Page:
On 11th June 1963, a Vietnamese Buddhist monk, Thích Quang Đúc, sat down at a busy intersection in Saigon, was covered in gasoline, and set himself alive. Protesting against the persecution of Buddhists by the South Vietnamese government, he burned for 10 minutes before collapsing backwards. The act was captured by Malcolm Wilde Browne, a 32 year old photographer, who was working for the Associated Press, and the rest, as they say, is history.
To this day, the photograph of ‘The Burning Monk’ is one of the most famous images of all time, and joins the litany of photographs of war that have shocked, stunned, and changed the world. But what of those behind the camera? What is their role in the conflict?
Susan Sontag, writing in her seminal volume On Photography, says “Photographs state the innocence, the vulnerability of lives heading toward their own destruction; this link haunts all photographs of people”. So when the war photographer takes an image are they doing anything different from other photographers? By showing us an image of a Viet Cong prisoner being executed, Eddie Adams is simply reminding us of the fragility of humanity, similar to what Walker Evans does with his documentation of American poverty. And yet, there is something fundamentally different about war photographs – becoming an observer, an act implicit in the field of photography, is one thing, but in these situations does the photographer act as a collaborator with the injustice they are documenting.
Judith Butler, legendary gender theorist, thinks that this is the case with modern war photography, particularly in the case of torture victims. Regarding the use of war images in the US, she writes:
“Currently, the state operates on the fields of perception and representability, in order to control effect, and in anticipation of the way that effect informs and galvanizes political opposition to the war.”
But this doesn’t take into account the role that photographs can play in disseminating information, such as Don McCullin’s work in the Vietnam War, which galvanised popular opinion against the government. Sure, images can be used by a government as a means of propaganda – see Leni Riefenstahl’s work which, despite its magnificence, is tainted by her associations with the Nazi Party – but they can also be used by individuals to bring inform and educate.
But what about the idea of intervention? In Kevin Carter’s Pulitzer Prize-winning photograph of a child starving in Sudan, a hooded vulture leers down over the child’s body, as if waiting for their eventual death. “Surely”, some may say, “Carter could have chased the bird away; he could have given the child food; he could have done _something_”. Ultimately, Carter did the only thing he knew to do; he took a photograph. To say that Carter was unfeeling, however, would be churlish – he committed suicide 3 months after winning the Pulitzer, leaving a note:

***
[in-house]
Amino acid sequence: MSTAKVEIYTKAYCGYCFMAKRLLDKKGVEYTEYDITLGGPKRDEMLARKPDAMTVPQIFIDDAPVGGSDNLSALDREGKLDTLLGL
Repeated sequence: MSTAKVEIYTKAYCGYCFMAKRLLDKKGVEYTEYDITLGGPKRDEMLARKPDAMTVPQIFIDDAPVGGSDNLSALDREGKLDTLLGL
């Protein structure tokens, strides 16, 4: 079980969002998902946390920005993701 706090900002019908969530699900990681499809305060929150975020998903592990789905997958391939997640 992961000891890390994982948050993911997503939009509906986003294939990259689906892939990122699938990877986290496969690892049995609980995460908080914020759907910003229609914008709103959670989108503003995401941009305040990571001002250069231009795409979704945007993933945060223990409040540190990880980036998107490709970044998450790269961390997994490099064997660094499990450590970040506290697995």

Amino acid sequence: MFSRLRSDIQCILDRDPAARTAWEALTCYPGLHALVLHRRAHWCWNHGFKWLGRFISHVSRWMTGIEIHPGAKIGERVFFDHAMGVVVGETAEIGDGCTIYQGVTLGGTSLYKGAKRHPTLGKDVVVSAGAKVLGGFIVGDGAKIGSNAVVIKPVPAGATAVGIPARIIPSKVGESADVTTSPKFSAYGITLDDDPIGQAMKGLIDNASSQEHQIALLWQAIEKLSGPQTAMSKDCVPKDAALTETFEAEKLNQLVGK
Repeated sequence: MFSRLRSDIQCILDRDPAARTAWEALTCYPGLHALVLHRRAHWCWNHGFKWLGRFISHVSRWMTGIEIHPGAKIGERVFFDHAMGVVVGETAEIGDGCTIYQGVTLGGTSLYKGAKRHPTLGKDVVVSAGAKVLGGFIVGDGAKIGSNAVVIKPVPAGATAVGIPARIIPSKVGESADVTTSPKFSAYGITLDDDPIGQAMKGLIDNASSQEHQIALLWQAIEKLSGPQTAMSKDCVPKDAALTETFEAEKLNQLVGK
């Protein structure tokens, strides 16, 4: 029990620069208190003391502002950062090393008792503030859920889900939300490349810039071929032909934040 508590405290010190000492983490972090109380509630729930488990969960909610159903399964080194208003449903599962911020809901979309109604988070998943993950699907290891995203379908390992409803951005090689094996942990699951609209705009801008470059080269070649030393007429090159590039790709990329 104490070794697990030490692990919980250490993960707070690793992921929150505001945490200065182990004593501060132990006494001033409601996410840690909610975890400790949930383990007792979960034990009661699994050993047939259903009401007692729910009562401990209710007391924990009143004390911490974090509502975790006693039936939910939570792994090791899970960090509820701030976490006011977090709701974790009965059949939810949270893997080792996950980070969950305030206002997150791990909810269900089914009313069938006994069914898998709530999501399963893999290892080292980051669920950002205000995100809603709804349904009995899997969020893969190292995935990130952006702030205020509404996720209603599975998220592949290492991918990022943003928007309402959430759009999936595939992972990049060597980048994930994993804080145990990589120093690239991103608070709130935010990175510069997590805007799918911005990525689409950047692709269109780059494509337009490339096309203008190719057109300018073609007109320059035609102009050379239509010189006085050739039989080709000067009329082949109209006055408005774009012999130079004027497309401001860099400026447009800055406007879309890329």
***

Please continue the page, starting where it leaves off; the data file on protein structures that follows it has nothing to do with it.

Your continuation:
“I am haunted by the vivid memories of killings and corpses and anger and pain”.
Another issue is that of agency; to what extent do the subjects of a war photograph enter into the dialogue about what war is? It could be argued that when a photographer takes an image of their subject, they place them in the position of a victim, with or without their consent. The person in the photograph is destroyed, and all that remains is a symbol, a representation of warfare; it is, as Sontag said, like the photograph is “a sublimated murder – a soft murder”, and by performing these actions the photographer further oppresses those caught up in the living hell of warfare.
Maybe this argument makes too many presumptions; perhaps those featured in the photographs are more than willing to have their suffering recorded and documented. More likely all they want is to return to normality. Could it be that war photographers humanise their subjects? Simone Weil, the celebrated French philosopher, puts the matter as follows: “… to love one’s neighbour is a question of being able to ask simply: what is your torment?”. The war photographer poses this question to the subject, and then allows their voice to project around the world through an image.
“Such photographs”, says John Berger, “remind us shockingly of the lived reality behind the abstractions of political theory, casualty statistics or news bulletins”. They reveal to us the world as it really is, and ultimately this is the job of the war photographer.
They are not part of the political system; they are not there to fight, or campaign, or argue; they are simply there to record the truth, no matter how horrific it may be. Their photographs, as Berger says, “are printed on the black curtain which is drawn across what we choose to refuse to know.”